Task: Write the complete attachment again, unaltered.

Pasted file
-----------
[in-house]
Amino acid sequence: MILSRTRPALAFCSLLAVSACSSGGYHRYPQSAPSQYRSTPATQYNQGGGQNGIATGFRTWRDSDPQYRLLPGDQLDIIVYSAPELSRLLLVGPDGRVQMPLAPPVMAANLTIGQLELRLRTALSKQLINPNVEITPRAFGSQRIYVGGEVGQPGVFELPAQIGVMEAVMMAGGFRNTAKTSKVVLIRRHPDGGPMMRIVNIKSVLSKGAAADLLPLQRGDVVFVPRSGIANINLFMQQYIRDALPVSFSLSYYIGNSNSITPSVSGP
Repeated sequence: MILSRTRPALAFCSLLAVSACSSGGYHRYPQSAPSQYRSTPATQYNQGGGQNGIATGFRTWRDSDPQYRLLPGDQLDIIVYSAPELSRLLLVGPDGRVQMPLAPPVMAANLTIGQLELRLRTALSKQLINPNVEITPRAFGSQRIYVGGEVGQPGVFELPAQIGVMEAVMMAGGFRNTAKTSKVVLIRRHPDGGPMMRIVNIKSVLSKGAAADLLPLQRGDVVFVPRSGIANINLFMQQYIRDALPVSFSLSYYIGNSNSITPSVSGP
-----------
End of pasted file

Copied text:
[in-house]
Amino acid sequence: MILSRTRPALAFCSLLAVSACSSGGYHRYPQSAPSQYRSTPATQYNQGGGQNGIATGFRTWRDSDPQYRLLPGDQLDIIVYSAPELSRLLLVGPDGRVQMPLAPPVMAANLTIGQLELRLRTALSKQLINPNVEITPRAFGSQRIYVGGEVGQPGVFELPAQIGVMEAVMMAGGFRNTAKTSKVVLIRRHPDGGPMMRIVNIKSVLSKGAAADLLPLQRGDVVFVPRSGIANINLFMQQYIRDALPVSFSLSYYIGNSNSITPSVSGP
Repeated sequence: MILSRTRPALAFCSLLAVSACSSGGYHRYPQSAPSQYRSTPATQYNQGGGQNGIATGFRTWRDSDPQYRLLPGDQLDIIVYSAPELSRLLLVGPDGRVQMPLAPPVMAANLTIGQLELRLRTALSKQLINPNVEITPRAFGSQRIYVGGEVGQPGVFELPAQIGVMEAVMMAGGFRNTAKTSKVVLIRRHPDGGPMMRIVNIKSVLSKGAAADLLPLQRGDVVFVPRSGIANINLFMQQYIRDALPVSFSLSYYIGNSNSITPSVSGP